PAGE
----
The invention and its advantages will be more readily understood by reference to the following detailed description and exemplary embodiments when read in conjunction with the following drawings, wherein:
FIGS. 1A, 1B, and 1C are a schematic representation illustrating the effect of loadings and the transport or deliverance of the cationic functional agent.
FIGS. 2A, 2B, and 2C are schematic flow diagrams of a process for making a wet wipe in accordance with the present invention.
 In accordance with the present invention, there is provided a moist wipe capable of delivering an efficacious amount of a cationic functional agent or ingredient in an aqueous imbuement to a surface, whether animate or inanimate. By reason of our invention, we obviate the need for high loadings of the cationic functional ingredient, or for excessive quantities of the imbuement in order to deliver an efficacious amount of the agent. The moist wipe is produced generally in accordance with conventional manufacturing procedures for the production of such products except the materials are chosen to provide a substrate having the desired anionic surface charge characteristics so the process results in a moist wipe having unique and unexpected properties.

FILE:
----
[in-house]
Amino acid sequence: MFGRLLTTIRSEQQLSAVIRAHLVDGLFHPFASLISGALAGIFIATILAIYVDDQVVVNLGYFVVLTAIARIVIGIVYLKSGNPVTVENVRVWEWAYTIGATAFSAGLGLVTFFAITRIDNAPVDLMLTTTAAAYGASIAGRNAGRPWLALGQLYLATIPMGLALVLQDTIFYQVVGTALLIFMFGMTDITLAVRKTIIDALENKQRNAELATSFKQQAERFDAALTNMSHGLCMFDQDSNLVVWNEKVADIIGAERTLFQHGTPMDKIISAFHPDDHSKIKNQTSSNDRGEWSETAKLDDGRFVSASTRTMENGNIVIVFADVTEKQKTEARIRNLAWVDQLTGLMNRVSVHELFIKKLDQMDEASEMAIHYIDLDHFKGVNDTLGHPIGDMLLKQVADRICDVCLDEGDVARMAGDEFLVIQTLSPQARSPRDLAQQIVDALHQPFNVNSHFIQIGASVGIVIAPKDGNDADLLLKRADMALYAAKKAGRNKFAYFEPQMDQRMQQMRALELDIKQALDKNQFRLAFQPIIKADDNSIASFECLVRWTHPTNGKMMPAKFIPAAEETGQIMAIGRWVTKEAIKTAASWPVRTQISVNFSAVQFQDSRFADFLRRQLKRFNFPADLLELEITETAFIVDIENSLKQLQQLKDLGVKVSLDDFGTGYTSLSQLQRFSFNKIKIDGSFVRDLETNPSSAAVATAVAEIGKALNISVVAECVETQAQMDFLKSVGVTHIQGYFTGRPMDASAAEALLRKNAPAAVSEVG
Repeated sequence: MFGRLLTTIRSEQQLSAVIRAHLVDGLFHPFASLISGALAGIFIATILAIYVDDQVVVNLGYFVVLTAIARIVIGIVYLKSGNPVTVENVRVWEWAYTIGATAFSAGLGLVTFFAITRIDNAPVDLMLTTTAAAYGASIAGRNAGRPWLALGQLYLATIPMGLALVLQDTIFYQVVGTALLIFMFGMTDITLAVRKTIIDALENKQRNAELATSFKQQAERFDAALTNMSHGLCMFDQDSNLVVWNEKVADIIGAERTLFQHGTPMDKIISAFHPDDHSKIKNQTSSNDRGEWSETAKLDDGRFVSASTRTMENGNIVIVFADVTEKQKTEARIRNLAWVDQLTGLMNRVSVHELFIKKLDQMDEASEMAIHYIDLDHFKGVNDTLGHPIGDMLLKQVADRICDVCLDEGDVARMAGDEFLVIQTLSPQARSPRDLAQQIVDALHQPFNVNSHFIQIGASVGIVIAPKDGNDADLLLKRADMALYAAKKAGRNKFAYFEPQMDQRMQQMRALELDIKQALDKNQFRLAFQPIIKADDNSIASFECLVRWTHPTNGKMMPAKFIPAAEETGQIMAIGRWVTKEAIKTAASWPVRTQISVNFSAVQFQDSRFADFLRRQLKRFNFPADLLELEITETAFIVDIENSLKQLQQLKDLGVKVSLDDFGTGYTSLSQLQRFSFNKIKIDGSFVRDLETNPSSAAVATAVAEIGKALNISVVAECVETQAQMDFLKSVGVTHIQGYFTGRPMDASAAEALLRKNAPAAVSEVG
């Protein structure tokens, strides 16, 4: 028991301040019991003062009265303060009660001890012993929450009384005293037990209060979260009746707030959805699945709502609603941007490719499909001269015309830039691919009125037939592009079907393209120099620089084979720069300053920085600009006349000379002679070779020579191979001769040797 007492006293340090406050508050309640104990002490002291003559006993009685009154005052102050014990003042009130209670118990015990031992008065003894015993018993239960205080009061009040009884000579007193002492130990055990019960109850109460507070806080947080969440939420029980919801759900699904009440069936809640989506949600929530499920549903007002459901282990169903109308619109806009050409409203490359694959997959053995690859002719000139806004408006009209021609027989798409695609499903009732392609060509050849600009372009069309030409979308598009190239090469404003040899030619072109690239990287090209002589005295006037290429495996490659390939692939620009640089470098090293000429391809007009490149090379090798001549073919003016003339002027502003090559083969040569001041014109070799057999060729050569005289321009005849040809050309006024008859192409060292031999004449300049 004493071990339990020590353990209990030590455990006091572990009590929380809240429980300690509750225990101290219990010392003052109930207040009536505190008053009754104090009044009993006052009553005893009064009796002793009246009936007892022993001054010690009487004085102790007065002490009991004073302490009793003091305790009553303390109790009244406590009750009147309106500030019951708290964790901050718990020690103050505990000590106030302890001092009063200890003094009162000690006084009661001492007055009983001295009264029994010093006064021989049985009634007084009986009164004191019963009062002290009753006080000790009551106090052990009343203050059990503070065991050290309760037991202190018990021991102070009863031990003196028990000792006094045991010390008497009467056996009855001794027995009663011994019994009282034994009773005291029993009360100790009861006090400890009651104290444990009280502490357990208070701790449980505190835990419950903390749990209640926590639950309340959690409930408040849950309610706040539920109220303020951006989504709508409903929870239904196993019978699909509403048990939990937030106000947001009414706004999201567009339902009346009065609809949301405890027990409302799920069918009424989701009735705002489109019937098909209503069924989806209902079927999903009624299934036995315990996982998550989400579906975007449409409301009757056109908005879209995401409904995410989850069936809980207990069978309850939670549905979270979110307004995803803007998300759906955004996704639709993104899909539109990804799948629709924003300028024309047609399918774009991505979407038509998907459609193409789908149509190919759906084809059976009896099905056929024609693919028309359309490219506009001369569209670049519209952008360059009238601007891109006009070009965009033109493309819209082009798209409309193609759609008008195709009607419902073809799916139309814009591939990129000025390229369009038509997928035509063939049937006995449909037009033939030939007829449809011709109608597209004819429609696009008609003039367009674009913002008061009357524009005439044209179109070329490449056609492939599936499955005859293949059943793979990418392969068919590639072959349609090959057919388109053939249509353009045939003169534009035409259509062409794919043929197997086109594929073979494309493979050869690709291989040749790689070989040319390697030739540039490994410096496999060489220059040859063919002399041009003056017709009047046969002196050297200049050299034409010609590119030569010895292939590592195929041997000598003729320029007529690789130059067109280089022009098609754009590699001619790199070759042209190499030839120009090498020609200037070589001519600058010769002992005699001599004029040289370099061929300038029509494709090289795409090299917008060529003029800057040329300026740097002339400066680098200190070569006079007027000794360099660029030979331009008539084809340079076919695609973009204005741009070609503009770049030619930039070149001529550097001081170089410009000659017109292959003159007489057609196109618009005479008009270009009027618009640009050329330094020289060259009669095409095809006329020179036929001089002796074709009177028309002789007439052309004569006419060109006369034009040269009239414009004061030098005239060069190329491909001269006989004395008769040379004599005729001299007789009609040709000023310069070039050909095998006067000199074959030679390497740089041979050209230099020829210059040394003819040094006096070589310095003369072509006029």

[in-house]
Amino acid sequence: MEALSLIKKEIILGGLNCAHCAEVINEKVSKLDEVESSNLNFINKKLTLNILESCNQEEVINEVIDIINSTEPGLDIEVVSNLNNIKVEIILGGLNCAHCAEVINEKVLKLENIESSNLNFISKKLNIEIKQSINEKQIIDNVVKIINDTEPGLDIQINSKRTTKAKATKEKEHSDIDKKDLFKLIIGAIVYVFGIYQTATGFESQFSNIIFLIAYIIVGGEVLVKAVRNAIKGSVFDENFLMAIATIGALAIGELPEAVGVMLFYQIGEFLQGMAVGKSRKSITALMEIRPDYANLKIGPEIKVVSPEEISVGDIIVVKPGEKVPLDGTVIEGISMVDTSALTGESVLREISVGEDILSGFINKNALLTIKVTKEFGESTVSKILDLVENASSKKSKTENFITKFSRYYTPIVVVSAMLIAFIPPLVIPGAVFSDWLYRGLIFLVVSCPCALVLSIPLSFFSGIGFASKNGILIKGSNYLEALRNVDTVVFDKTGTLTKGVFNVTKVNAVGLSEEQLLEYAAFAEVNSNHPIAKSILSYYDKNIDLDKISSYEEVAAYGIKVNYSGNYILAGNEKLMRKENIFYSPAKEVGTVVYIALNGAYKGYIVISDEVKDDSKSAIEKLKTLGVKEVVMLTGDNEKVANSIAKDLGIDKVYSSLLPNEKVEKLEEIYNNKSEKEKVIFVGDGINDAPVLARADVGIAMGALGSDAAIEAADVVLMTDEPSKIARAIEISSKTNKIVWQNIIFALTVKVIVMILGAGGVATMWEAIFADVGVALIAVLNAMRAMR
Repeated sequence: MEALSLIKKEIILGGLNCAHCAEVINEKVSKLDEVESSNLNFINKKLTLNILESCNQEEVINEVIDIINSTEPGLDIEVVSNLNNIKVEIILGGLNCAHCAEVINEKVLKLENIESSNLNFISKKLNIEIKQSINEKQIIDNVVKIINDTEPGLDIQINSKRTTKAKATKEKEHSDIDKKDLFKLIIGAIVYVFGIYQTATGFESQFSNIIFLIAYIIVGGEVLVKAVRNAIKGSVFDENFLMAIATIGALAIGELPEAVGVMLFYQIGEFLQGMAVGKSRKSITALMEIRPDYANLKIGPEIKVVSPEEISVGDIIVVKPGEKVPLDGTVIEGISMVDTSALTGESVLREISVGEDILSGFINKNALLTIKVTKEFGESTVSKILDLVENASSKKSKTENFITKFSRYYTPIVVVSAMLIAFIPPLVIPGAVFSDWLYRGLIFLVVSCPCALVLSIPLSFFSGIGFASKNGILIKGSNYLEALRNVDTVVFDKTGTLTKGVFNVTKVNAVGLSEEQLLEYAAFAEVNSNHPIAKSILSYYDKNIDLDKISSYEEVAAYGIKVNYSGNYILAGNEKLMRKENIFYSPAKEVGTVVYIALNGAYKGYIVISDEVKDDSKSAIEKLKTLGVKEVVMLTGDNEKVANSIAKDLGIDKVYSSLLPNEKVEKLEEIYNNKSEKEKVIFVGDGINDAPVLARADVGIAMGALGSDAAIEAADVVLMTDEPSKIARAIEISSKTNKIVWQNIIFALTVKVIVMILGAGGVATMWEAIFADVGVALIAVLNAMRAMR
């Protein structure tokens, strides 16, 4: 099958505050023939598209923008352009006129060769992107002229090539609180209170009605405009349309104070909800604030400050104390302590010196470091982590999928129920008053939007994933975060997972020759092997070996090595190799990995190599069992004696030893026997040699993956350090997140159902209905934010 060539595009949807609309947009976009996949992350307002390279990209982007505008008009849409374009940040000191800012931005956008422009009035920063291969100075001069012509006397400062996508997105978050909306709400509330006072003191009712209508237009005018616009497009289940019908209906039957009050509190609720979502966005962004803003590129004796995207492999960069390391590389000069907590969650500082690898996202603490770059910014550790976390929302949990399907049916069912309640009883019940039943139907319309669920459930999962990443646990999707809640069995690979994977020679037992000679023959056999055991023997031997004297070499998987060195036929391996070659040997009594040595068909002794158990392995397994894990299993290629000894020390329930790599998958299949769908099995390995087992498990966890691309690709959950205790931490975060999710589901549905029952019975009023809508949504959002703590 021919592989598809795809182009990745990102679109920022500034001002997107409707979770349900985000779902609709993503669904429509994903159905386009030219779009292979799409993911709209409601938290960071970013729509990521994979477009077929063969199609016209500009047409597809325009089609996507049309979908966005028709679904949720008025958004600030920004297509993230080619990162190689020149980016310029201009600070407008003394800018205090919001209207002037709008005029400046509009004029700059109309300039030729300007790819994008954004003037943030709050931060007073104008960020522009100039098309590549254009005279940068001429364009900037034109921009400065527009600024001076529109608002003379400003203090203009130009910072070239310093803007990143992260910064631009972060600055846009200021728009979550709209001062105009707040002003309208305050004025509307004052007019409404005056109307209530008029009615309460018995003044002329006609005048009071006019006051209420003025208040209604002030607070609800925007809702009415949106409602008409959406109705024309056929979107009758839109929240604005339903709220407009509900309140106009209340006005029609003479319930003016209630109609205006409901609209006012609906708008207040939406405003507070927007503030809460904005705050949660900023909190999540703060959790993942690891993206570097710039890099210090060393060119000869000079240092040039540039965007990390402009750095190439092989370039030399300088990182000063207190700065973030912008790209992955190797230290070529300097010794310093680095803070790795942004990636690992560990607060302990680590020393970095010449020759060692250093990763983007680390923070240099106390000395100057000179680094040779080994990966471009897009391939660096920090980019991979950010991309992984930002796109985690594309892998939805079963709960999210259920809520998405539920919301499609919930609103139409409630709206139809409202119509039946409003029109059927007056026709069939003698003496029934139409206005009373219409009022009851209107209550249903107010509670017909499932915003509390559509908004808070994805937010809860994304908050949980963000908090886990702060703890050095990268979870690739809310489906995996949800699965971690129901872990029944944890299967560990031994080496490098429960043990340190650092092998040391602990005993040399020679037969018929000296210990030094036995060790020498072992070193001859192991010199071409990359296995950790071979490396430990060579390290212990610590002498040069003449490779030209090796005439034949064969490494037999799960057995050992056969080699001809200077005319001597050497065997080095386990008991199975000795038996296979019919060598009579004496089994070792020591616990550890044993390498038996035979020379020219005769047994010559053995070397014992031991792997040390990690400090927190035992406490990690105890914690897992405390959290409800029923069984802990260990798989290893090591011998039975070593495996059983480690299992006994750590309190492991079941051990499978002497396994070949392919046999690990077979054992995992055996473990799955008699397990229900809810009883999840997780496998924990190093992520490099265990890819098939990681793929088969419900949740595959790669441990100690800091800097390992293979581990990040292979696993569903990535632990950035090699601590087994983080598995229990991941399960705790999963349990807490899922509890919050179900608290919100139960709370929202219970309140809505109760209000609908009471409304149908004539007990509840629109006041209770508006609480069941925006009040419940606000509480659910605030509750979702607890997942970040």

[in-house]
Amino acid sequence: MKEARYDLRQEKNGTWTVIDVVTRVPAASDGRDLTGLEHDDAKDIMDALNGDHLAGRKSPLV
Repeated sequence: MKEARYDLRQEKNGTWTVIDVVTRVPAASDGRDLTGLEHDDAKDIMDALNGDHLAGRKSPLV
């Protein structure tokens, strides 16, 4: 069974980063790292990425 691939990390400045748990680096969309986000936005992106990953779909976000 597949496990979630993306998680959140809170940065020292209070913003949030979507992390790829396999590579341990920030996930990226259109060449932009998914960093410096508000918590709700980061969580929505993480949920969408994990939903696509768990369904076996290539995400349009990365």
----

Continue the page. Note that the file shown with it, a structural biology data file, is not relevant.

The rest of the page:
A substrate or web, comprising cellulosic fibers or a mixture of cellulosic and synthetic fibers or filaments, is produced by generally conventional methods of operation, as described below in detail. In the manufacturing process, the fibers or filaments, are condensed on a continuous forming screen. In a dry laid operation, forming substrates suitable for the present invention for example, a latex binder or admixture comprising a polymer and a surfactant chosen from the group consisting of cationic surfactants, nonionic surfactants, and mixtures thereof is applied to the nascent web in order to stabilize the web, and the web subsequently dried. The components, including the fibers and binder are selected such that the dry web has surface charge characteristics ranging from cationic through neutral to no more than 1.2 meq of anionic sites per Kg of dry web as measured by the procedure detailed below. It should be understood that throughout this specification and claims, all surface charge measurements specified were obtained using the specified procedure. The constituent wood pulp fibers used to manufacture the nascent web will often exhibit substantial anionic surface charge, which may be in excess of that specified above. The anionic surface charge of the nascent web can vary depending on such factors as the type of wood in the pulp, the pulping bleaching process used, the type of cellulosic and/or re-generated cellulosic fibers used, or the particular combination of cellulosic and synthetic fibers chosen. Also the presence of wood pulp fines can impart a significantly higher surface charge than long fibers. However we find that in many cases the consolidated web will exhibit an anionic surface charge considerably reduced from the charge on the constituent fibers. Therefore, the combination of furnish and binder is selected to compensate for the surface charge on the fibers so that the form dry web has a surface charge within the specified range. The surfactant in the binder should be non-ionic, cationic or a mixture of the two in order to produce a web having the desired surface charge of not greater than about 1.2 milli-equivalents per kilogram, dry weight.